Secretory otitis media is an accumulation of fluid in the middle ear.
Secretory (serous) otitis media can develop from acute otitis media that has not completely cleared or from a blocked eustachian tube (which connects the middle ear and the back of the nose). Allergies are a common cause of eustachian tube blockage. Secretory otitis media can occur at any age but is particularly common among children (see see Secretory Otitis Media in Children).
Normally, pressure in the middle ear is equalized 3 or 4 times a minute as the eustachian tube opens during swallowing. If the eustachian tube is blocked, pressure in the middle ear tends to decrease as oxygen is absorbed into the bloodstream from the middle ear. As the pressure decreases, fluid accumulates in the middle ear, reducing the eardrum's ability to move. Usually, although not always, the fluid contains some bacteria, but symptoms of active infection (such as redness, pain, and pus) are rare. People usually notice a fullness in the affected ear and may hear a popping or crackling sound when they swallow. Some hearing loss commonly develops.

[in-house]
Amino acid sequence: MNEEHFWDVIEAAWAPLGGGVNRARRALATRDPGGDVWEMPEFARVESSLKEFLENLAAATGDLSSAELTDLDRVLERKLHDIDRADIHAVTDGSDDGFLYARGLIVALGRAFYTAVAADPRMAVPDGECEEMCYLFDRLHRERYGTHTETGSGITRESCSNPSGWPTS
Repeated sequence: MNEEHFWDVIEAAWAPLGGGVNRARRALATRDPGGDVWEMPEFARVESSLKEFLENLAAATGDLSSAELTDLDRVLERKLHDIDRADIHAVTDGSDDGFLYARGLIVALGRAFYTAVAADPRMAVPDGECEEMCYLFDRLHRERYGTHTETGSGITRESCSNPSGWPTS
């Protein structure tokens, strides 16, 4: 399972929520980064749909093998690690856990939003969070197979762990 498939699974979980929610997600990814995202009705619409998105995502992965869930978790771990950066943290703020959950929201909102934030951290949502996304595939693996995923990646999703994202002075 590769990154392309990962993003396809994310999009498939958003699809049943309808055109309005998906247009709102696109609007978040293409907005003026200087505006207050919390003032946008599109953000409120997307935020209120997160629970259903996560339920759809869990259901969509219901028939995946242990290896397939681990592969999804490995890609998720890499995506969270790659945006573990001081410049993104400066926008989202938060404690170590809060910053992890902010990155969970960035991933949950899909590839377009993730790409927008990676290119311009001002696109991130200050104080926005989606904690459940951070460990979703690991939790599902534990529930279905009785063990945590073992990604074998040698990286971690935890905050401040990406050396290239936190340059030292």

A doctor examines the ear to make the diagnosis. Tympanometry (see see Testing) helps determine whether fluid is in the middle ear.
Decongestants, such as phenylephrine and ephedrine, and, in people with allergies, antihistamines can be taken to reduce nasal congestion but do not help the secretory otitis media. Antibiotics are not helpful. Low pressure in the middle ear can be temporarily increased by forcing air past the blockage in the eustachian tube. To do this, the person breathes out with the mouth closed and the nostrils pinched shut.
If symptoms become chronic (lasting more than 3 months), a doctor may perform a myringotomy, in which an opening is made through the eardrum to allow fluid to drain from the middle ear. A tiny drainage tube (tympanostomy tube—see see Ventilating Tubes: Treating Recurring Ear Infections) can be inserted into the opening in the eardrum to help fluid drain and allow air to enter the middle ear.
Last full review/revision February 2008 by Richard T. Miyamoto, MD, MS